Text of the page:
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Br J Surg. 1998 Dec;85(12):1692-4.

Water-soluble contrast study predicts the need for early surgery in adhesive small bowel obstruction.

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1
Department of Emergency Medicine, National Taiwan University Hospital, Taipei.

Abstract

BACKGROUND:

The optimal period of conservative treatment for adhesive small bowel obstruction remains controversial. This study sought to determine whether a 24-h abdominal radiograph after oral Urografin is a reliable indicator for operation in patients with adhesive small bowel obstruction.

METHODS:

One hundred and sixty-one patients who suffered from adhesive intestinal obstruction without clinical evidence of strangulation or gangrene underwent a Urografin study. Some 40 ml Urografin mixed with 40 ml distilled water was administered either orally or via a nasogastric tube to each patient. Serial plain abdominal radiographs were taken 4, 8, 16 and 24 h later. If an earlier plain radiograph showed that contrast medium had reached the ascending colon, subsequent radiographs were not taken.

RESULTS:

Contrast medium reached the colon within 24 h in 112 patients (70 per cent). These patients were all treated successfully with non-operative methods. Contrast medium was not observed in the colon within the first 24 h in 49 patients (30 per cent). Operation was performed in 47 of these patients and non-operative treatment was given in two. The sensitivity, specificity, accuracy, positive predictive value and negative predictive value of Urografin reaching the colon within 24 h as an indicator for non-operative treatment were 98, 100, 99, 100 and 96 per cent respectively.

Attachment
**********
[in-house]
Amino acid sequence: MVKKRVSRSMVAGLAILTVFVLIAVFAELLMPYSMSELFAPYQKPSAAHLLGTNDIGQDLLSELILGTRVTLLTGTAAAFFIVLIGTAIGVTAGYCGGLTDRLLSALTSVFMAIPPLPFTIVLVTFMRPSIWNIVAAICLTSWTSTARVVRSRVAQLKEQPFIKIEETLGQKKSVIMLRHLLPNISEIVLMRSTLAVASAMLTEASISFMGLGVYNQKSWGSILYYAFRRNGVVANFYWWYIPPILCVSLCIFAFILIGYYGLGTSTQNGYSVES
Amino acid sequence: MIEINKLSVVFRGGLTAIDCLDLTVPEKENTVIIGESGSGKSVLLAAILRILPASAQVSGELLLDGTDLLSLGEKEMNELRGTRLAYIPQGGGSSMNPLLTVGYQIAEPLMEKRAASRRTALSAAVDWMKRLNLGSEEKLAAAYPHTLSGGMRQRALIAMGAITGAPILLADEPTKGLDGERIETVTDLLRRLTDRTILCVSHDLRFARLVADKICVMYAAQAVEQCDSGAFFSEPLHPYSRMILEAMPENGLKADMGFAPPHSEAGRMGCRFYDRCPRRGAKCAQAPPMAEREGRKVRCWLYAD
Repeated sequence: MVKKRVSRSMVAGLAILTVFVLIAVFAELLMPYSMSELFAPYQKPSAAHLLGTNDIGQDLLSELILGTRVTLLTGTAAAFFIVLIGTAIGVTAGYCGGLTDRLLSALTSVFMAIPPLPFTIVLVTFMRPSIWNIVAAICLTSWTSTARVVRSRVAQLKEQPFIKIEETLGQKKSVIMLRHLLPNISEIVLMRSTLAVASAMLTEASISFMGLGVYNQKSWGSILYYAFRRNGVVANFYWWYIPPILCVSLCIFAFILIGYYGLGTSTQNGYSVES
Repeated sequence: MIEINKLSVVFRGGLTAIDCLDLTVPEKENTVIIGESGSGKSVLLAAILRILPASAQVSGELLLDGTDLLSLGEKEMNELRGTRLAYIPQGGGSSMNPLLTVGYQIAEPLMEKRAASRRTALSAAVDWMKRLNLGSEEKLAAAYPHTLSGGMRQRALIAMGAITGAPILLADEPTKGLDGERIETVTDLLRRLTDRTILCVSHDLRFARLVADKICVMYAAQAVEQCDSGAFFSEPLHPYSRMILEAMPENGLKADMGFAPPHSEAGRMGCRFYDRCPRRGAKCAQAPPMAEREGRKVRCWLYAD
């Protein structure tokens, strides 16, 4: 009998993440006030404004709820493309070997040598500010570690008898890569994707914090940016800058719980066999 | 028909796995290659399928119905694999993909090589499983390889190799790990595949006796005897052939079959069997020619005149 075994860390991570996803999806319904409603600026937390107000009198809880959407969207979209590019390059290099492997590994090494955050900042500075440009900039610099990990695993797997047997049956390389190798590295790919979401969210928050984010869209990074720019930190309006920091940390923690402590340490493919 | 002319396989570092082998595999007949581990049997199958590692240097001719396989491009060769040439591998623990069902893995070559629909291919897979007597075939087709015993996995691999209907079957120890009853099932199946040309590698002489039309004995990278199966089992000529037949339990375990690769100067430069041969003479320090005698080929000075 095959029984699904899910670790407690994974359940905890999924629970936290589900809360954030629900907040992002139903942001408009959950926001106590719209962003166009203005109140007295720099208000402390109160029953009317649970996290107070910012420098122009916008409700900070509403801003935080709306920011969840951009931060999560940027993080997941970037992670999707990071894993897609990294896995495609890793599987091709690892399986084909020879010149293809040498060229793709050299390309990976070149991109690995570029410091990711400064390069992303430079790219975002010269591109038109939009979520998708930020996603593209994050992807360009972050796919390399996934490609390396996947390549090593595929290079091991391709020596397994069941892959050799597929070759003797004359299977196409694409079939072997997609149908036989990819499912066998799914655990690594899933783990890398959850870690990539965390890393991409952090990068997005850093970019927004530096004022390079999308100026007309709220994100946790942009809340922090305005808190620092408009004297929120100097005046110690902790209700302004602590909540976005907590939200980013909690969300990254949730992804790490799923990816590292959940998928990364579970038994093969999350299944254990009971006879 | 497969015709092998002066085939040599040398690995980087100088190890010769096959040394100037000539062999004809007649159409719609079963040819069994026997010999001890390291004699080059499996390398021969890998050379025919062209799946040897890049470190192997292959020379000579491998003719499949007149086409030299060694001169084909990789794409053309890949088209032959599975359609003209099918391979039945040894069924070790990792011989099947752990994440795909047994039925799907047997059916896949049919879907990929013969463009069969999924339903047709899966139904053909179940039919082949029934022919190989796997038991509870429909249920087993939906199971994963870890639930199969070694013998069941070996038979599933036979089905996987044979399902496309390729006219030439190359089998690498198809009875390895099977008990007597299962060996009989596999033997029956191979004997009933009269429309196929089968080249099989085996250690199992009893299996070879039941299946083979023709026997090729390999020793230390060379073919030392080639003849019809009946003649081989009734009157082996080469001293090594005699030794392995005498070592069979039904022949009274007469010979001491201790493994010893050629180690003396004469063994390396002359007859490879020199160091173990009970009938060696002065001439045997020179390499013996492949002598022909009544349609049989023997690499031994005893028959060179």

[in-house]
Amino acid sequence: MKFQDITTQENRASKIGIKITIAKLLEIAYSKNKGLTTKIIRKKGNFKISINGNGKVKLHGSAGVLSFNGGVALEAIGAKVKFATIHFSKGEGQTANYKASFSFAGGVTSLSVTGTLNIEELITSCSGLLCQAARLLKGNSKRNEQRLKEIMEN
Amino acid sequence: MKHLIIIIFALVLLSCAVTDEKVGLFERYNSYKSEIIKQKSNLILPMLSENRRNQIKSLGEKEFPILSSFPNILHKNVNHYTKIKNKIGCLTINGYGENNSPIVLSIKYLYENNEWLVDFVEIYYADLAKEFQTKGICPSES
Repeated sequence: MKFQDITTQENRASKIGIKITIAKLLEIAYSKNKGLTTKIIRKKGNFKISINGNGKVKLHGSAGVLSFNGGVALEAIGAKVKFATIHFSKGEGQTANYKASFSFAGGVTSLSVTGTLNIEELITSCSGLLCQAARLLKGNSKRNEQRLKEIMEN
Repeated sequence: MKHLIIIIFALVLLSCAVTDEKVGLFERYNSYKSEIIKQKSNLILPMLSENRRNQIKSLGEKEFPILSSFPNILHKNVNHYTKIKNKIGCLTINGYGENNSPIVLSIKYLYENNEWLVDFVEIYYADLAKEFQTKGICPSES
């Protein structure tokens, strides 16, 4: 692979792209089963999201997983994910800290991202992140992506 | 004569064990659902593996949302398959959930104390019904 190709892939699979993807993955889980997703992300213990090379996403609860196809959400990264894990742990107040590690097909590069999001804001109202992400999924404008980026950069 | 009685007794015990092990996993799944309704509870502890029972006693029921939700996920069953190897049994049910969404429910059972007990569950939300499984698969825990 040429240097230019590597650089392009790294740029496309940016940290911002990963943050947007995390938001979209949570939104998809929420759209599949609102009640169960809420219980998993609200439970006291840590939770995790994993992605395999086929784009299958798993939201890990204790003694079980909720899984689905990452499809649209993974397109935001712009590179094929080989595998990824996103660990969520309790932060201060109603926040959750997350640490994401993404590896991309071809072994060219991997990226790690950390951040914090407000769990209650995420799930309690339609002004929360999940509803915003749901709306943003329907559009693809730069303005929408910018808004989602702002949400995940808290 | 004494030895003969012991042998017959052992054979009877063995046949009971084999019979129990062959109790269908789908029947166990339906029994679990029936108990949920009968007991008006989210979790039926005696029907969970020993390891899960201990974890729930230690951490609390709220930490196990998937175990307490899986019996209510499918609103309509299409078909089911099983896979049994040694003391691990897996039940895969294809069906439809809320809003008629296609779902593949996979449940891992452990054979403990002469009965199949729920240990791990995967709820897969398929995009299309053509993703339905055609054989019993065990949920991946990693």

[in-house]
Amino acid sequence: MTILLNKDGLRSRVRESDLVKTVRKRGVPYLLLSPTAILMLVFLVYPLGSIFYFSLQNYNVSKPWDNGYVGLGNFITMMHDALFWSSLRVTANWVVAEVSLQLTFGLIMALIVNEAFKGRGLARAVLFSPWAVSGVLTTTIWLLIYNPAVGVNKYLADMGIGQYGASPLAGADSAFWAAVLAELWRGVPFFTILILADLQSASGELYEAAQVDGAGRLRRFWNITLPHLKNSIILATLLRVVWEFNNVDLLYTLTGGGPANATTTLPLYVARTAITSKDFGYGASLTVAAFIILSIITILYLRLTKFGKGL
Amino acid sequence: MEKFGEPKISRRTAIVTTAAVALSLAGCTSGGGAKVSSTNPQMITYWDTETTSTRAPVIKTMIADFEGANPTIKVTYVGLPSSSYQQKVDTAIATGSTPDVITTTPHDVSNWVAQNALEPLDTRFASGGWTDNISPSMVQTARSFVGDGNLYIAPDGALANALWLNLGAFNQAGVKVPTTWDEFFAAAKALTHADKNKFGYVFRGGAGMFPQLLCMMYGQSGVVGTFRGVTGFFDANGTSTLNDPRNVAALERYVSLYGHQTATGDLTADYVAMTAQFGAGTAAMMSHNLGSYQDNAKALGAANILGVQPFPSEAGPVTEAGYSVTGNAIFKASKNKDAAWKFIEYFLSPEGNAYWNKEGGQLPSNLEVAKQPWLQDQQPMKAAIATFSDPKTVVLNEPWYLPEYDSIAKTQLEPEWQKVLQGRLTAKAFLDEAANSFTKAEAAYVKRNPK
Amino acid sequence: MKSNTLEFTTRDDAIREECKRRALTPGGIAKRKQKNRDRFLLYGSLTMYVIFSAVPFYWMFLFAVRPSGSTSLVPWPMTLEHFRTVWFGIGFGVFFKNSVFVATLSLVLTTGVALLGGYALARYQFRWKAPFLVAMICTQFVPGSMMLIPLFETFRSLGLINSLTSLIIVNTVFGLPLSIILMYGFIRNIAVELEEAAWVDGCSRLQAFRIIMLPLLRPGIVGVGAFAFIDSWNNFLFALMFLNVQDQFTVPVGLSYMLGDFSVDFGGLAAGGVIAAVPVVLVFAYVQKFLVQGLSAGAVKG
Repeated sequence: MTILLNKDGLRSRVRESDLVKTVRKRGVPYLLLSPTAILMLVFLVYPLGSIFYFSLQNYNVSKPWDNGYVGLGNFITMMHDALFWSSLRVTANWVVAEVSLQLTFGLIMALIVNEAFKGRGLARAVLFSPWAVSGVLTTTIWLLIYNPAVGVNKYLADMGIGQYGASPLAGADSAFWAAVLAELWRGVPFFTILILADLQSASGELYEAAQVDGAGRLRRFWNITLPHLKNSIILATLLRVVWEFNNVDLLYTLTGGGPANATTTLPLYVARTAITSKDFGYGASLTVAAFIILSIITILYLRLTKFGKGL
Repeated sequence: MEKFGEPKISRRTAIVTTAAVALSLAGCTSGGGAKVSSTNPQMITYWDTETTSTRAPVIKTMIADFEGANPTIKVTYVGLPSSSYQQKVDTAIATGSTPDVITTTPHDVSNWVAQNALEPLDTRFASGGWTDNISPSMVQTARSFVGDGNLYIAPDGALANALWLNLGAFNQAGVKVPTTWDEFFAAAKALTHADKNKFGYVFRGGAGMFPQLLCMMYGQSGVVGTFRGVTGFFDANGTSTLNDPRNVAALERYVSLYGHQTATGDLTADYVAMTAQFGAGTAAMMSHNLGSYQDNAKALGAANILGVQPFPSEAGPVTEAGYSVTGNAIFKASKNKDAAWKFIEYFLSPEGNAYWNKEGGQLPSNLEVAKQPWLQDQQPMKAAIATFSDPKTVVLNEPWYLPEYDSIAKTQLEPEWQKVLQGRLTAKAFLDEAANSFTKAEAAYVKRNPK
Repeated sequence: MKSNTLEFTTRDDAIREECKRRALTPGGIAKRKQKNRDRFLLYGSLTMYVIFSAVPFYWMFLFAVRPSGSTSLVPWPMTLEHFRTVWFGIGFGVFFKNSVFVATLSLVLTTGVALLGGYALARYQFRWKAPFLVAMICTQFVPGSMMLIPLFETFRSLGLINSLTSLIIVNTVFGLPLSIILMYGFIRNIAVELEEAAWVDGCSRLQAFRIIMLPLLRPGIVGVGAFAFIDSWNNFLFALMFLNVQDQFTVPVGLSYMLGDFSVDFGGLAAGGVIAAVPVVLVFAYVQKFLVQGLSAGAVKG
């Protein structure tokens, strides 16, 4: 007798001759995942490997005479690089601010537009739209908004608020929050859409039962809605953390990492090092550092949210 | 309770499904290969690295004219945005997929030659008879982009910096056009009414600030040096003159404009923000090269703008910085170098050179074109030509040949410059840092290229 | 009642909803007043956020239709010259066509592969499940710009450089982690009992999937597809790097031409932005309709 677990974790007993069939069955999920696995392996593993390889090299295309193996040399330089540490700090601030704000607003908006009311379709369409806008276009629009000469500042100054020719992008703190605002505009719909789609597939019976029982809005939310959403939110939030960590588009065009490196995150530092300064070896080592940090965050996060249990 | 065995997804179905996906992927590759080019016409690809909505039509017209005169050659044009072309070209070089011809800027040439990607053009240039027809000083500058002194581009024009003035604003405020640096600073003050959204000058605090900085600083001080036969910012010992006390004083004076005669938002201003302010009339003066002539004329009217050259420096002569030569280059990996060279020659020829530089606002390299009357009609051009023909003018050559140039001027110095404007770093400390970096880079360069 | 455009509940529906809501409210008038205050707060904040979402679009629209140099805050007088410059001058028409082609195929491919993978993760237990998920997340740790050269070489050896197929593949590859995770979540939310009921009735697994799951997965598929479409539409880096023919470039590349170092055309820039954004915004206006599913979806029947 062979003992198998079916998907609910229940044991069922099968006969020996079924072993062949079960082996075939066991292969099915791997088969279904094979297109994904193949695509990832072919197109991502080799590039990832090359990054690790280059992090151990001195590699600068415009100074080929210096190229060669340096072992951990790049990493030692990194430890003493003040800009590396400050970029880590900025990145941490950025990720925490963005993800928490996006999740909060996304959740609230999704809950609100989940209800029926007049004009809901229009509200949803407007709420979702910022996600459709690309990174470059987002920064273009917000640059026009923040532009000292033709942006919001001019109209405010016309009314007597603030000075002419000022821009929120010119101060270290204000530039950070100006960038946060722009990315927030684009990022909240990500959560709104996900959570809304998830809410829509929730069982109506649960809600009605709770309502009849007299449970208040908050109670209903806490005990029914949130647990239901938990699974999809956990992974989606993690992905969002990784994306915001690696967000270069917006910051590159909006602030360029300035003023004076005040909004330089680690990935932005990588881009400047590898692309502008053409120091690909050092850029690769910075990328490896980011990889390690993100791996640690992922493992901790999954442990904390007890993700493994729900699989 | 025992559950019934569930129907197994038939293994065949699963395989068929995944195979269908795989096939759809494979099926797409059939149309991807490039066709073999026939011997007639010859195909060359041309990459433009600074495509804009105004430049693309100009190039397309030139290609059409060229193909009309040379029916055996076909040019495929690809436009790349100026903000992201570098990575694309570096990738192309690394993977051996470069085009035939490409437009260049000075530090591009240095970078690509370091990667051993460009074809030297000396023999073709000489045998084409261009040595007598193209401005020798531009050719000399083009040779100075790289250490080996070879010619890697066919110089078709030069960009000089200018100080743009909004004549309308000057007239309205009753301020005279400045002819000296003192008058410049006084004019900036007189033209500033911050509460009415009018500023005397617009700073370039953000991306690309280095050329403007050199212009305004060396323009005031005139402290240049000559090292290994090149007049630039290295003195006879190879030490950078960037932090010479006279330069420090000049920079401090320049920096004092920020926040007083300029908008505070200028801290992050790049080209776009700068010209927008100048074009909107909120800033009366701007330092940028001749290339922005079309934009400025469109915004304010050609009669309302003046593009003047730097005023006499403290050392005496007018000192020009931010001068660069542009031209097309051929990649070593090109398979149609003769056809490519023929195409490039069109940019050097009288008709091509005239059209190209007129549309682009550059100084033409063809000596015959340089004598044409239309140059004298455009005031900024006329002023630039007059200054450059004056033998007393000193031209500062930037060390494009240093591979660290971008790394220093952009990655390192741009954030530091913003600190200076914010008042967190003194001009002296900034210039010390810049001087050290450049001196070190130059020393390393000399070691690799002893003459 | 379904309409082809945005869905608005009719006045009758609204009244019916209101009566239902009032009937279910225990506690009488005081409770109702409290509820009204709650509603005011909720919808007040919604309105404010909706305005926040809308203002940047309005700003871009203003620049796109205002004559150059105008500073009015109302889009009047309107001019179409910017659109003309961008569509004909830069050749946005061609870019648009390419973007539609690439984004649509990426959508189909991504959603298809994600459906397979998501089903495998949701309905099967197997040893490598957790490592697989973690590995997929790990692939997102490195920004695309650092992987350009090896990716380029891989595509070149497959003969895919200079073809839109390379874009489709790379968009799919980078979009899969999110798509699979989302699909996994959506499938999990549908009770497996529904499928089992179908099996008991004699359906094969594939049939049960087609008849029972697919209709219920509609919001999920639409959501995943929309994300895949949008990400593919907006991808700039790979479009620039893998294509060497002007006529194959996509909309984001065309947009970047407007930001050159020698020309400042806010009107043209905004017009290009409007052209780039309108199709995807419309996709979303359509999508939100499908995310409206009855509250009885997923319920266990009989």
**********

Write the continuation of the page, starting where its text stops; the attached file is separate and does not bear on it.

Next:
CONCLUSION:

All patients with evidence of Urografin reaching the colon within 24 h were treated successfully with non-operative methods. The results of this prospective study suggest that patients with adhesive intestinal obstruction in whom contrast medium fails to reach the colon within 24 h should receive prompt surgical intervention.

[Indexed for MEDLINE]

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